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A Reflective Commentary on the Preparation and Delivery of the Oral Presentation
The presentation undertaken focussed on an eighty-year-old Asian female who spoke extremely limited English. Therefore any communication barriers needed to be addressed and this was achieved by asking the family to interpret. She is an obese individual who has a Body Mass Index of 30. She has type 2 diabetes mellitus, a right-sided chronic lower leg ulcer and arthritis affecting both knees. Her glucose levels are high because of her nutritionally poor diet. After consultation with the required health professional team she was advised about healthy eating that was culturally and religiously appropriate. Her wound was managed with guidance from the tissue viability nurse and her pain level was assessed and addressed. This assignment will provide a reflective appraisal of the preparation and delivery of the oral presentation mentioned above.
When commencing a reflective learning task it is important to understand the concept of reflection and the values of the reflective process, especially pertaining to nursing practice. There are many varied and valid interpretations of reflective learning; however, it is suggested that reflection is the contemplation of an event or activity that leads to professional knowledge enhancement and if needed, purposeful change to practice (Wilkinson, 1999, p36).
It can be said that one of the main values of reflective learning is that it can bridge the perceived gap between theory and practice by informing and extending students’ thinking in classroom and clinical situations. Reflective learning can also promote critical self-awareness and cultivate an inquiring attitude to both learning and practice. It is suggested that reflective learning enhances critical thinking through discussion, research of others’ professional opinions and use of appropriate literature. Finally, reflective learning skills when applied to practice can help in improving care by reflecting on what has been undertaken, why it was undertaken a certain way and how could care have been improved (O’Regan and Fawcett, 2006, p60, Johns, 2001, p237). It can be said therefore that reflective learning is thinking critically about an experience and learning from it. It is argued that it is often students and newly qualified nurses that are asked to become reflective practitioners. Debatably however, for the best care and clinical outcomes even expert nurses and clinical managers should undertake reflective practice.
As mentioned the presentation focussed on the care given to an elderly obese Asian female who has type 2 diabetes mellitus and has a chronic leg ulcer. Before designing the presentation I felt that the key to a successful presentation was to prepare well. Jones (2003, p96) proposes that “effective presentation can be defined as the ability to communicate a message to an audience in a way that results in a change in understanding or opinion”. Hadfield-Law (2001, p1208) suggests that when preparing effectively for a presentation you should “begin with a purpose”. Therefore, I posed the question “what am I aiming to accomplish and achieve in my presentation.” The intention of this presentation was to convey to the audience the nursing care given and the clinical effectiveness of care, alongside the prioritisation of my patient’s individual care needs. It was important that the presentation also expressed the holistic nature of the care undertaken. One of the key strengths of this presentation was the preparation undertaken before designing it using PowerPoint. However, this was extremely time consuming, but I felt that having a plan of action was imperative to success.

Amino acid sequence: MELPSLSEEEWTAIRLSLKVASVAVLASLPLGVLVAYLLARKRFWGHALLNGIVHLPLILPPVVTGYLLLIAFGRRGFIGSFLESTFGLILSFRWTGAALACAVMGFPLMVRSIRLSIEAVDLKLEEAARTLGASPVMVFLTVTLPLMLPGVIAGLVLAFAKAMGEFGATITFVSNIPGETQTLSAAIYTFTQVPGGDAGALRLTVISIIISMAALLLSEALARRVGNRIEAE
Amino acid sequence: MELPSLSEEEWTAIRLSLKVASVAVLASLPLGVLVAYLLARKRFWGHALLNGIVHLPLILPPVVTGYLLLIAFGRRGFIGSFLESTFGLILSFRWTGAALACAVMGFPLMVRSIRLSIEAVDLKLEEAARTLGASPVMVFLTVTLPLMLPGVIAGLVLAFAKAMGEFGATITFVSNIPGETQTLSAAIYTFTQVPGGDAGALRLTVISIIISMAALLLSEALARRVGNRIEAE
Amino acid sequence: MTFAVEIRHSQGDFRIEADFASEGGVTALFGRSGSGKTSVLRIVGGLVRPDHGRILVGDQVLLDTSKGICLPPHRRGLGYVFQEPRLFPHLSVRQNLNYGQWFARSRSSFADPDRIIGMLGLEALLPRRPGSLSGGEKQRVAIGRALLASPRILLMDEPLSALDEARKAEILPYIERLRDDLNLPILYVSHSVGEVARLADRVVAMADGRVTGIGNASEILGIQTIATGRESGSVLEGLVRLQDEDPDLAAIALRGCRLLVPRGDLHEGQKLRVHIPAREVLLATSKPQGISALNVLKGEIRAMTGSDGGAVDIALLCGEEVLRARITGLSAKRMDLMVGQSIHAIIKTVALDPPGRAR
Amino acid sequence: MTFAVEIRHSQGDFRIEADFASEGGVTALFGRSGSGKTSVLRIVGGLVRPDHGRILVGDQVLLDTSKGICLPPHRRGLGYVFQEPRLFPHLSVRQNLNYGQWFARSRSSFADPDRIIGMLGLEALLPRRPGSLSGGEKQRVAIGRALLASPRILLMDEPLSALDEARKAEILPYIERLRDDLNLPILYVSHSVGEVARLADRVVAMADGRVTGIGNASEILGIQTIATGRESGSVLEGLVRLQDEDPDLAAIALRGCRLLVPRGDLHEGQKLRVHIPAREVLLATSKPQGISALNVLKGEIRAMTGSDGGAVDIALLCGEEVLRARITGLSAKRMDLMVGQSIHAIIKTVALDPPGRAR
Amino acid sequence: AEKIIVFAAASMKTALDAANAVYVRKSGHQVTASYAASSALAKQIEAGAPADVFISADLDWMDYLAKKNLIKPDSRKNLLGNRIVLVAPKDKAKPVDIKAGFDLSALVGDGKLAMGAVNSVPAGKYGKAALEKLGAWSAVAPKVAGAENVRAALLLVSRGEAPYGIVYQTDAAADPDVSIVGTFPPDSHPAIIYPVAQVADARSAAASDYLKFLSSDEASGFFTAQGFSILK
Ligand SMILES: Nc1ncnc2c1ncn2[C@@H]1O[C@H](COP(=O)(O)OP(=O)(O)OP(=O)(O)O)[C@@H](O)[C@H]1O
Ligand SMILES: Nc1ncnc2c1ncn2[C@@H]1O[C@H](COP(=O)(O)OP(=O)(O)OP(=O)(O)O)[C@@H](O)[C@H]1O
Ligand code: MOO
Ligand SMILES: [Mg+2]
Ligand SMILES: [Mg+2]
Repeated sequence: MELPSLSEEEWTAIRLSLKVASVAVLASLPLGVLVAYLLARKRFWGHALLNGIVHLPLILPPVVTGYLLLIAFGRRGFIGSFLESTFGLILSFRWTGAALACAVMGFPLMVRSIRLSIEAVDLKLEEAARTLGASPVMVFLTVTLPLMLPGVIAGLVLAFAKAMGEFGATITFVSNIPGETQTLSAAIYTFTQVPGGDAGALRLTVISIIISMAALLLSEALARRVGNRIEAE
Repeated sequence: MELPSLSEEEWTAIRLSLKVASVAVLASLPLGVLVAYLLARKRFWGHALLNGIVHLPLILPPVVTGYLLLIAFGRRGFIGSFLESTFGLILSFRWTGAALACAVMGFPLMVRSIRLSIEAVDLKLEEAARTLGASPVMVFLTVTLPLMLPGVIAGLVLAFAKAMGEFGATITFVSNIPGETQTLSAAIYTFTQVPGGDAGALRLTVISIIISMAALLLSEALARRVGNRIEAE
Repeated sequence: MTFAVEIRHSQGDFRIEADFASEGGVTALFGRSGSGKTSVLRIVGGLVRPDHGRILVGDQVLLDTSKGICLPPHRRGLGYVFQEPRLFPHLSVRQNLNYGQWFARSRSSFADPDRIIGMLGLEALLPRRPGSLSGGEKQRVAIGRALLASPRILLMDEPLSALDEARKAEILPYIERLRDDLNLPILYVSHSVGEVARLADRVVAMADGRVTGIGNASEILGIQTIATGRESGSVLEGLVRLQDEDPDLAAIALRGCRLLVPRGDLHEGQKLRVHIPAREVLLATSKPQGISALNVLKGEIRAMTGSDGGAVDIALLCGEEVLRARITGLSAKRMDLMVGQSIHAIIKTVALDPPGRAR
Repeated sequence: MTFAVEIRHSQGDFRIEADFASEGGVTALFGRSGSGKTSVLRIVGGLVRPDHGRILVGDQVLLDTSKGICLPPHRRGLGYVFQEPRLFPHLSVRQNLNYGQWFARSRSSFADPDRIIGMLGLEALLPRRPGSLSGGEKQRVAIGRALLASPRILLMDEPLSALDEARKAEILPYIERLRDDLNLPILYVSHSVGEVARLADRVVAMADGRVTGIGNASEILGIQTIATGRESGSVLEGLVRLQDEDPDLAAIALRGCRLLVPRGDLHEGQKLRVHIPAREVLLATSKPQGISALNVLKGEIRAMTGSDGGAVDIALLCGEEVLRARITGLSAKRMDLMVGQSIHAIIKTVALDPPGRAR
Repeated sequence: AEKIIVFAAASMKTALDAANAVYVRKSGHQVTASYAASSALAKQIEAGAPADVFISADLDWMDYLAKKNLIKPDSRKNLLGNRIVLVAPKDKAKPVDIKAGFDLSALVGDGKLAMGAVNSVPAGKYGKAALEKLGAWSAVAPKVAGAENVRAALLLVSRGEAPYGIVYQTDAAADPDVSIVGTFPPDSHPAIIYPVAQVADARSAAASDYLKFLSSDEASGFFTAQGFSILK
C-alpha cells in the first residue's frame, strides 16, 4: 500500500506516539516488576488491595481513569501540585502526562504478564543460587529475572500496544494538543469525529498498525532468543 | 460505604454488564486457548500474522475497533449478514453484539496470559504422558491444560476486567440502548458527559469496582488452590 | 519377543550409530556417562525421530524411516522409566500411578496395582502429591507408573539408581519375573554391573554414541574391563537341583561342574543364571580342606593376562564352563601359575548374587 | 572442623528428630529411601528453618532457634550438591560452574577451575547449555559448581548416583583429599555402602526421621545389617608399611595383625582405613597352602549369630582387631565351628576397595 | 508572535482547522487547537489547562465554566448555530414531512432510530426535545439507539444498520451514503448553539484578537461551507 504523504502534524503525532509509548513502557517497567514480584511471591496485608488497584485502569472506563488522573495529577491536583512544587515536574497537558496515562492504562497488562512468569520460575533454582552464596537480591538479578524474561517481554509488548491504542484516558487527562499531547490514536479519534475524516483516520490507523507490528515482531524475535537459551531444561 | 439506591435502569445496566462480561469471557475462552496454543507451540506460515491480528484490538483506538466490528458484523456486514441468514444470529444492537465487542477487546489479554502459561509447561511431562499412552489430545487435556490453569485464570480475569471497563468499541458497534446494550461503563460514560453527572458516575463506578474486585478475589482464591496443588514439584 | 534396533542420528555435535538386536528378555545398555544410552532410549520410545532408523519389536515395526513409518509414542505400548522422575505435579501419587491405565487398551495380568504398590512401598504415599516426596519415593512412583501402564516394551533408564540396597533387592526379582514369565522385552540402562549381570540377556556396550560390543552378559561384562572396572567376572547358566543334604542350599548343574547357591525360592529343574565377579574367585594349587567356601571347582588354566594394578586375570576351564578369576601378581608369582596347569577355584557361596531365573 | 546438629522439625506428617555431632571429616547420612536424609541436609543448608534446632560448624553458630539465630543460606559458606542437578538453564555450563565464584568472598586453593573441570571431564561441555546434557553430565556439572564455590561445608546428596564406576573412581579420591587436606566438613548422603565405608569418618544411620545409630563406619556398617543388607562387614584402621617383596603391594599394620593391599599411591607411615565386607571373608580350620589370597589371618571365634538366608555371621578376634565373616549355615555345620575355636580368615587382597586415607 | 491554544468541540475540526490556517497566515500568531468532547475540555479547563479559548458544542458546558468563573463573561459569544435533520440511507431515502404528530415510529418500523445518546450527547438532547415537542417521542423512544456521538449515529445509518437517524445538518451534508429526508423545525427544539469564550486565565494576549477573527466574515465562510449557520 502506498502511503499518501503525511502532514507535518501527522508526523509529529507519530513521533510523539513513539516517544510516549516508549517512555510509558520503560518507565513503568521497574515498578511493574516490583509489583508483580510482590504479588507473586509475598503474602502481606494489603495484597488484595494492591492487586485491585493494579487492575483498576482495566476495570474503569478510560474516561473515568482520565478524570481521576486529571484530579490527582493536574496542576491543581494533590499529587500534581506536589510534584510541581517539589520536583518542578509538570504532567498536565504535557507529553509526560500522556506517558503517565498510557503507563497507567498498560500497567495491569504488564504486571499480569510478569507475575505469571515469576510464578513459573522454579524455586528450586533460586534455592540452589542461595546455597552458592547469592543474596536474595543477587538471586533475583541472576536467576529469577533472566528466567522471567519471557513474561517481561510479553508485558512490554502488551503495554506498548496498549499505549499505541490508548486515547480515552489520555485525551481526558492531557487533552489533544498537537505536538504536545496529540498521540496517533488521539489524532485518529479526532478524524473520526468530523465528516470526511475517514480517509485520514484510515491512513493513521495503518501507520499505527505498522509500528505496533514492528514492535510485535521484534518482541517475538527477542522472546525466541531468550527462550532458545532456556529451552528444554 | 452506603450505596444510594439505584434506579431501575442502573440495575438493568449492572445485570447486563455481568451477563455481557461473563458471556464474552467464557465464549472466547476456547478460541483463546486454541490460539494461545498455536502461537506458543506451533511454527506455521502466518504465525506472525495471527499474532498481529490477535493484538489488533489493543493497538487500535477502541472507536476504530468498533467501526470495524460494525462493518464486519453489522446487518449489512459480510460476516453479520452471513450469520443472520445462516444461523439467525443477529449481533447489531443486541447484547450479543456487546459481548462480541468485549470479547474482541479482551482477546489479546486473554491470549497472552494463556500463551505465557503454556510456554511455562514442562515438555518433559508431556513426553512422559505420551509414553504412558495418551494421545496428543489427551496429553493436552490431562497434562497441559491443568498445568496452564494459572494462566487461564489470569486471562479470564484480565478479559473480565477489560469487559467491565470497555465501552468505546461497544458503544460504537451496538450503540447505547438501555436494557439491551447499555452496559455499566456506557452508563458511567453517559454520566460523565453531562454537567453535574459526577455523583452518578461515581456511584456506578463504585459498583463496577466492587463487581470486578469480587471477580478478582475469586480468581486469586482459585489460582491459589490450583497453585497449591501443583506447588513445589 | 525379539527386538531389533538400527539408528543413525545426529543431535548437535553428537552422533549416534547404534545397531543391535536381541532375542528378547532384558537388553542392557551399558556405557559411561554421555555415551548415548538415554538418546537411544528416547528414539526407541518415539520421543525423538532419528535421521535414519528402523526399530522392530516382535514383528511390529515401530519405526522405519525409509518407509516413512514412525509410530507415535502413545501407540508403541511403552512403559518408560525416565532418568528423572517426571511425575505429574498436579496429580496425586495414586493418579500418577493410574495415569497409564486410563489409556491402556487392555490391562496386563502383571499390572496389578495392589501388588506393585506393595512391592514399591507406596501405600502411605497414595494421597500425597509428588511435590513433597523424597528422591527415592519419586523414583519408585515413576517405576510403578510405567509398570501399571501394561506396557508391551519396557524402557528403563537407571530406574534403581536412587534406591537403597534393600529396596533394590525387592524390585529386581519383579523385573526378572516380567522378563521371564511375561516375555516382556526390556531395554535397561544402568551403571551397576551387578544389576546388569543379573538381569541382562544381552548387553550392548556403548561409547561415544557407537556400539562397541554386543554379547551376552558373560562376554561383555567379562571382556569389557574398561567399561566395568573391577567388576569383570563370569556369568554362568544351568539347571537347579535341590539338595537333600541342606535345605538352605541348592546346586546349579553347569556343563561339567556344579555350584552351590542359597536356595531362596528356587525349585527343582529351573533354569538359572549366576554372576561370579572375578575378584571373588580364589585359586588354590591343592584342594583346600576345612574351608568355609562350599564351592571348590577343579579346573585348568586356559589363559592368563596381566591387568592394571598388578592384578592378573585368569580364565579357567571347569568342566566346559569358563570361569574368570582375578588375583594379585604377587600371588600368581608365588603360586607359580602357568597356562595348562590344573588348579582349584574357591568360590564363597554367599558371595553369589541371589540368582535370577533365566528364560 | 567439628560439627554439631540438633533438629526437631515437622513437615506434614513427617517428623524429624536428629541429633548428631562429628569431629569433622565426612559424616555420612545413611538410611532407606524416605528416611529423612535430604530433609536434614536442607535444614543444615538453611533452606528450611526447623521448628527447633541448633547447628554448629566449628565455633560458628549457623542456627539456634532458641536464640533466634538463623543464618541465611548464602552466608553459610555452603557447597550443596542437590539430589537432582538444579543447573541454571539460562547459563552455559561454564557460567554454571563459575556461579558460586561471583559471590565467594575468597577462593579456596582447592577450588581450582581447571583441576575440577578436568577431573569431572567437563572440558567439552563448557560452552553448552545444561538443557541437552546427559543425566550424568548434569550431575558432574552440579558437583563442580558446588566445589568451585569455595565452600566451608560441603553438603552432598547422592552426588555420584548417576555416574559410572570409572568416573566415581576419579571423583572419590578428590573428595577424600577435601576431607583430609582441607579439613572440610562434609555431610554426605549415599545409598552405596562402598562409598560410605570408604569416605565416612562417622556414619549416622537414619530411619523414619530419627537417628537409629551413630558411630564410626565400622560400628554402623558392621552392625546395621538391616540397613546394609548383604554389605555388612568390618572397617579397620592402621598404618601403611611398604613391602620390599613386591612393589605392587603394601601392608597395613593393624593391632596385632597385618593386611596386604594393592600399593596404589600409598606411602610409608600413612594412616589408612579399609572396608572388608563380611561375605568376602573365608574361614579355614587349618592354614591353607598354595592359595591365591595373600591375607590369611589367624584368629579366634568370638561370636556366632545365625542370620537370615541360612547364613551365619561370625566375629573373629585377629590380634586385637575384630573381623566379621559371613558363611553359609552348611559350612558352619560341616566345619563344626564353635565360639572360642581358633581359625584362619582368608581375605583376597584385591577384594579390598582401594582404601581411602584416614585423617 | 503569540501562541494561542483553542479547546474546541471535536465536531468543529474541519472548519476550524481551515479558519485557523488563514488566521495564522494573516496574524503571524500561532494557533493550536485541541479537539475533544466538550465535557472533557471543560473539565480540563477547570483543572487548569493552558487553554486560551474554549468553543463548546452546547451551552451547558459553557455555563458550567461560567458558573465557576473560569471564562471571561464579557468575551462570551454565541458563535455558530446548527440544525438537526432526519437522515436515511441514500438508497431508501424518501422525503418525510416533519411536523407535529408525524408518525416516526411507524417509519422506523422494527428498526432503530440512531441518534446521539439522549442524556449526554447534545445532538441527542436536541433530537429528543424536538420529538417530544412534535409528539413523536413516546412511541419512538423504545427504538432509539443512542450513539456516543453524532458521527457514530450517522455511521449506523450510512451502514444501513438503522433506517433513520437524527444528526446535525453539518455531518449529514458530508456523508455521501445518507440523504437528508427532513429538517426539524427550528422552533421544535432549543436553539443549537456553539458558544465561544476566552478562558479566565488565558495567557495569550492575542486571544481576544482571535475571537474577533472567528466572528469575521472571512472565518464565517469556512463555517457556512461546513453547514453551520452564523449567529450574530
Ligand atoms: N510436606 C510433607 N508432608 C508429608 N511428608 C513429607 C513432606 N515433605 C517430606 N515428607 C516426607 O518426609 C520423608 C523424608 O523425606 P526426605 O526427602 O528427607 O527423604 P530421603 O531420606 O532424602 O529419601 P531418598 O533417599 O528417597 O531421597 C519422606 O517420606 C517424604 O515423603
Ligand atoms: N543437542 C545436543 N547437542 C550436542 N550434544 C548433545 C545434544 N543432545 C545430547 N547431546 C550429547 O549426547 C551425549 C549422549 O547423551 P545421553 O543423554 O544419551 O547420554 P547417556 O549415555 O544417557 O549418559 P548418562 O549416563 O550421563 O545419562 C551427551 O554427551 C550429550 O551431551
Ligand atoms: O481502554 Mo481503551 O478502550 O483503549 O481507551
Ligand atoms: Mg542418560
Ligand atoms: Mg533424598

Preparing for the presentation included research into how effective presentations are planned and an action plan of the material that I wanted to use. Although there was a lot of material that could have been used in the presentation, I decided to use the most relevant information to get my message across.
The presentation was ten minutes in length and there was only enough time to convey the main, relevant points. Having said this, keeping the presentation simple and interesting would have helped to capture the audiences’ attention. The main points to be conveyed were placed on PowerPoint as this gave the presentation a more professional impression. It is important to note however that the use of visual aids such as PowerPoint slides should aid the presentation and not distract from it (Hadfield-Law, 2001, p1210). The structure of the presentation included an introduction, the main text of the talk and a conclusion. The introduction attempted to communicate to the audience a profile of the patient and the care needed. The conclusion was expressed in a way that clearly conveyed the message that I wanted to get across.